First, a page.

Seeing these videos make me think: do we really need police guards at our schools?
Of course we do. We can’t just get rid of all security officers and risk the safety of adolescent students because of some exaggerated incidents.
A video circulated the Internet on Monday, Oct. 26 of a high school girl in South Carolina who was dragged from her desk by Richland County Sheriff Deputy and school resource officer, Ben Fields.
“‘You’re either going to come with me, or I’m going to make you,’ said Fields,” according to a CNN article relaying the incident.
“When she remains seated, he tells her, ‘Come on, I’m going to get you up,’ before picking her up from the desk and throwing her to the floor.
As he continues to try to restrain her, she is thrown several feet across the classroom as Fields tells her repeatedly to put her hands behind her back,” the article continued.
The fact of the matter is that we see the climax of these videos, but not what happens before it reached that level.
“Yes, I feel bad for these kids but a police officer doesn’t just come inside the classroom and drag you out for no reason, there are always three sides to the story, the student’s side, the cop’s side, and the truth, but the truth is the most difficult to figure out,” said student Lawrence Robinson.
Children nowadays don’t respect nor fear authority.
There is obviously a reason why there was this so called child abuse—the child isn’t a saint.
On Monday, Nov. 2 a video posted through social media services displayed a group of high school kids in Chicago tormenting a substitute teacher.
The poor woman looked scared for her life as one student tried to smack her across the face with a bag of candy and threatened to hit her with a desk.
No one helped the substitute teacher.
One student just recorded the entire thing while the other students in the classroom watched.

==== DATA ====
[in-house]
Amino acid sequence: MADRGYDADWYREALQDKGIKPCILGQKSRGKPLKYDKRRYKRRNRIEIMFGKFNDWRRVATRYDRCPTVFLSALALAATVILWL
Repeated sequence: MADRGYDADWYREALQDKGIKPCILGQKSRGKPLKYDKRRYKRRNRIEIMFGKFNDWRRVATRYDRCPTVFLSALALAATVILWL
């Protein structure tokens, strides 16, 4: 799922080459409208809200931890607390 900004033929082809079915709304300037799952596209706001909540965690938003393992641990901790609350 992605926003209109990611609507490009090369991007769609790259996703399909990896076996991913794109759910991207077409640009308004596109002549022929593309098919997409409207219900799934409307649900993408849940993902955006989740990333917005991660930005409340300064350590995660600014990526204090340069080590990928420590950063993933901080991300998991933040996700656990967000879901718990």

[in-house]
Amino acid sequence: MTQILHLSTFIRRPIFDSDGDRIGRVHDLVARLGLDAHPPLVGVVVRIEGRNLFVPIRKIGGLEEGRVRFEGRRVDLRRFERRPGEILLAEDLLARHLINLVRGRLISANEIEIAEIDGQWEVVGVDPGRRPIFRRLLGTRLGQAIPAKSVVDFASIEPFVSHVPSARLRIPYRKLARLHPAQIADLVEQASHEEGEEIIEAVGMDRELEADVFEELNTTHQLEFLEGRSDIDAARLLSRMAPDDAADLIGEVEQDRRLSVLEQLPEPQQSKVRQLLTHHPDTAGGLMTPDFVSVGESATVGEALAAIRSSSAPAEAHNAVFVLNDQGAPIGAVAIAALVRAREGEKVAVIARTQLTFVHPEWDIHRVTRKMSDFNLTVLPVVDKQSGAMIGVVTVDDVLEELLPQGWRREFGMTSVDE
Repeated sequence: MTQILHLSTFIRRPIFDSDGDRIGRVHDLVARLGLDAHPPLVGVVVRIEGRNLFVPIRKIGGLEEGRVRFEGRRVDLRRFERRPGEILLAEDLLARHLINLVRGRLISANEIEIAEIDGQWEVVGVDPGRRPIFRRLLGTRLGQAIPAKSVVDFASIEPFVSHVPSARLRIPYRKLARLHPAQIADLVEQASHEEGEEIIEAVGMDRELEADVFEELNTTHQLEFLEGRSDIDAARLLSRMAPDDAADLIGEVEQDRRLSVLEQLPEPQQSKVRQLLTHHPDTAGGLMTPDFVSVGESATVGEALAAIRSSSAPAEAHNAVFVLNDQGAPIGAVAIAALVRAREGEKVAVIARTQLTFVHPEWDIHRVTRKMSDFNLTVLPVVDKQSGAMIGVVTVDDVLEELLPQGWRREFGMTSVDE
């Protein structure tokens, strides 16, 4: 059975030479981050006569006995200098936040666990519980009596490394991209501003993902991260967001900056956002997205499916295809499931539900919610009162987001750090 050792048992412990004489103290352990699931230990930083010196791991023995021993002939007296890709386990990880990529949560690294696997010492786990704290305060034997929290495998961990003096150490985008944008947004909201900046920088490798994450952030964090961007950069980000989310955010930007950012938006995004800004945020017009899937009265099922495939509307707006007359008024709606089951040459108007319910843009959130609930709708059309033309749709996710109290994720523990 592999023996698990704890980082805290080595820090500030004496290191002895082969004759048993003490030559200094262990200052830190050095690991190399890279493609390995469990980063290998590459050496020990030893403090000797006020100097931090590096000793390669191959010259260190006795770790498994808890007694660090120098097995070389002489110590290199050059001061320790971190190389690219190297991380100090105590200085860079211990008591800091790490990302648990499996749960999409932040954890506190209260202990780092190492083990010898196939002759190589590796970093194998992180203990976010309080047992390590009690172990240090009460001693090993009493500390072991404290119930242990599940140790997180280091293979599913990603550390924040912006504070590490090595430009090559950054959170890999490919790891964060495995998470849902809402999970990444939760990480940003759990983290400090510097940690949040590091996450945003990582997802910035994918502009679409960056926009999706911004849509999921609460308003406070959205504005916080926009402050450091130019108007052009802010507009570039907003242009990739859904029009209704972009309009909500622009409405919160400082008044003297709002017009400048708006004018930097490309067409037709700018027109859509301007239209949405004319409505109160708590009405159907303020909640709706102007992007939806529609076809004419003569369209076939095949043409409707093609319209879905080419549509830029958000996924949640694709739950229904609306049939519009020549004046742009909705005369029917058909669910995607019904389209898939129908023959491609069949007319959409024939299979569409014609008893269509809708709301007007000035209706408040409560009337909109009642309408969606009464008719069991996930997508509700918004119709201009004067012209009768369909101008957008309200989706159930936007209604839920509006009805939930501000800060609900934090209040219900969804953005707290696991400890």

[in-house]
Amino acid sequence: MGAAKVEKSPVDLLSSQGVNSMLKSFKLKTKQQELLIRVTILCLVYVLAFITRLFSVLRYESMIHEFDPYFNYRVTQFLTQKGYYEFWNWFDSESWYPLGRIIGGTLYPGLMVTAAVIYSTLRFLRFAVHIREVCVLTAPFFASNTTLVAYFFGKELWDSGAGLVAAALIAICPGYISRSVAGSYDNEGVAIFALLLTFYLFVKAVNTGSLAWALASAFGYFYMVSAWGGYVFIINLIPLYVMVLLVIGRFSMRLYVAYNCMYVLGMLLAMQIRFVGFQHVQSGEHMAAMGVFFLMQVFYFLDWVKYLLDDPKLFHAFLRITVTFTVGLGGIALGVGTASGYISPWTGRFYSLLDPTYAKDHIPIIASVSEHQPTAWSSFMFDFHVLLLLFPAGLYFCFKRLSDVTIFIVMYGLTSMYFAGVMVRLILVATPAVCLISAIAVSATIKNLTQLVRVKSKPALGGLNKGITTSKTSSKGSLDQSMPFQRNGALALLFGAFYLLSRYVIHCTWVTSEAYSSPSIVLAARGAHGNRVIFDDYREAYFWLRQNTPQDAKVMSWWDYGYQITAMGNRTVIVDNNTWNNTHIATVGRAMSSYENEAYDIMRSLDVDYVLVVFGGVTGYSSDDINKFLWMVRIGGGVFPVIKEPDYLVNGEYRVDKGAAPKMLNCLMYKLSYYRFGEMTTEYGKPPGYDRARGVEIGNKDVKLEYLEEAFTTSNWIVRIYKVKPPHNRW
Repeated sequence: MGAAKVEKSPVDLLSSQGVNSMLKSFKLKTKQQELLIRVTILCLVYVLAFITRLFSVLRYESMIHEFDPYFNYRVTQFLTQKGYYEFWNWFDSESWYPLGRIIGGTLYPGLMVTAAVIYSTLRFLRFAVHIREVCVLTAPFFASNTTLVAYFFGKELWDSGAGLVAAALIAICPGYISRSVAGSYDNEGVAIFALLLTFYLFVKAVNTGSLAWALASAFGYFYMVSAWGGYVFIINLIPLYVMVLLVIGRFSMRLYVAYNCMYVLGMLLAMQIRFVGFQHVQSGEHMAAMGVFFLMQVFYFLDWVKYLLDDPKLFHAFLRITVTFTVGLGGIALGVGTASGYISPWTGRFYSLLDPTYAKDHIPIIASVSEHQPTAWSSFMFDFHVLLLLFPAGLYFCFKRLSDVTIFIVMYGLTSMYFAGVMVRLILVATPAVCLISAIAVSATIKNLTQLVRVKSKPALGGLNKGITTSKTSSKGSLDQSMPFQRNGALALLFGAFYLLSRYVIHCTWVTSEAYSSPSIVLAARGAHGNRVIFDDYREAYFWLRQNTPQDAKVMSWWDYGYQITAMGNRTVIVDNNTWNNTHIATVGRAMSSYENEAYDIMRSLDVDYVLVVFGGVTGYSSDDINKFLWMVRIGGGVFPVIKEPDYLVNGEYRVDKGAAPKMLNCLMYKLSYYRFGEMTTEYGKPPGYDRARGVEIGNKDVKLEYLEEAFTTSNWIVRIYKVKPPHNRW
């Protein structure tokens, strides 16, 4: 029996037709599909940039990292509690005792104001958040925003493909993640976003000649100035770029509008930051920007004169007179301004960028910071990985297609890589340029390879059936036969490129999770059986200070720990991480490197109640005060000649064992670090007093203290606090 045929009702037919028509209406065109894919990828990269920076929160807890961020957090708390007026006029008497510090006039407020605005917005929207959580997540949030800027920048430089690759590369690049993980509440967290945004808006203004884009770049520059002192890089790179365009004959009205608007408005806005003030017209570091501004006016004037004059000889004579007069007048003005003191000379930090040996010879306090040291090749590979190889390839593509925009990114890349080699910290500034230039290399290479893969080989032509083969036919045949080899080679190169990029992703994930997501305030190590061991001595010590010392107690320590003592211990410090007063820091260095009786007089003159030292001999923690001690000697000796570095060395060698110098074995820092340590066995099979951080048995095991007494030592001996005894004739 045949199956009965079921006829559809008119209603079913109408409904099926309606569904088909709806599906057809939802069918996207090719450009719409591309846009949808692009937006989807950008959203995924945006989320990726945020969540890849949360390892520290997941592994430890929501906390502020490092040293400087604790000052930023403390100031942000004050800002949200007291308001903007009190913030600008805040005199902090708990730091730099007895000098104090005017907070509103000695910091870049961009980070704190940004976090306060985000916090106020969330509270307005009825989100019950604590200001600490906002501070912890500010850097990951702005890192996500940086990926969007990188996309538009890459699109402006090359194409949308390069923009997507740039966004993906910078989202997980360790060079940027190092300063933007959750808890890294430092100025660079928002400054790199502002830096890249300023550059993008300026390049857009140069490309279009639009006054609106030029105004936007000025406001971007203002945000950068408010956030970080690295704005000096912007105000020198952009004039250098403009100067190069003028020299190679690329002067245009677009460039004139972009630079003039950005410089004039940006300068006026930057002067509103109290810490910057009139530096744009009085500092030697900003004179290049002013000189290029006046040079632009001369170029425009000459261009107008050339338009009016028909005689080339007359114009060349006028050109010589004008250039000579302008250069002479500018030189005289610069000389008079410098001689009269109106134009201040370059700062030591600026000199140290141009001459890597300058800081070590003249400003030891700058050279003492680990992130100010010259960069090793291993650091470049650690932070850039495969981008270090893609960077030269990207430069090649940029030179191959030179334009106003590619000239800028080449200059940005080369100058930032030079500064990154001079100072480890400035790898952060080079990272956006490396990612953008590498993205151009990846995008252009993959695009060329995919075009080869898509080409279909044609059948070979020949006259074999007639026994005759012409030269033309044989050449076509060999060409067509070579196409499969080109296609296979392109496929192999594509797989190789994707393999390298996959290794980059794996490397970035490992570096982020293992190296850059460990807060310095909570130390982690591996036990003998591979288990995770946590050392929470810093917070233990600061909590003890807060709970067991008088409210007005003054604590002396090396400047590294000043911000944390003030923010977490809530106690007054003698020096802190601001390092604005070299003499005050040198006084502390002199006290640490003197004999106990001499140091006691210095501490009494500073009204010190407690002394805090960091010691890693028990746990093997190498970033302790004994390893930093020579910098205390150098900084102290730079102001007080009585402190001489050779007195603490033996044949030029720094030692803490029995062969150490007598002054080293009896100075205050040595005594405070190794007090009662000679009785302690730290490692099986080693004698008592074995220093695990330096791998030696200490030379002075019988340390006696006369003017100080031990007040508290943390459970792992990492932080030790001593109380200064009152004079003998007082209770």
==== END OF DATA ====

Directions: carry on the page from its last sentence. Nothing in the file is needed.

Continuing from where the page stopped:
All parties involved are equally at fault for how the incidents unfold.
Should Fields be punished and ridiculed for doing his job? I think not.
I can see why people, especially parents, don’t think that the officers are needed in the classroom.
Officers are supposed to protect children from danger, but in these videos, the children are the ones getting hurt.
Police officers must be taught how to handle these kinds of situations especially when there always seems to be someone recording their every move.
Instead of one officer sent to handle the situation, maybe there needs to be more than one officer in the room at a time.
Having the presence of another officer might put the fear in the students enough to move themselves or the police might be able to escort the child in a gentler manner.
Having police cameras on the police officers at all times might be a positive alternative.
Leaders of the school district can access the video and be able to expose what really happened in the video.
“L.A. has drawn headlines in recent months for its plan to put a body camera on every officer who works in the field. Smaller agencies use body cameras and bigger agencies are testing them out, but the LAPD is poised to become the largest in the country to deploy the devices on a large scale,” according to the Los Angeles Times.
These should also be implemented for officers present at school.
I’d rather have a police officer always on the grounds of a school in case of emergencies rather than not having any police force at all.
Kids are at school to learn and if someone is stopping the learning process by being rude and disruptive, they should be taken out of the classroom, but if the child doesn’t want to willingly walk out when asked to, a cop has the right to use force (gentle force) because these are kids—not criminals.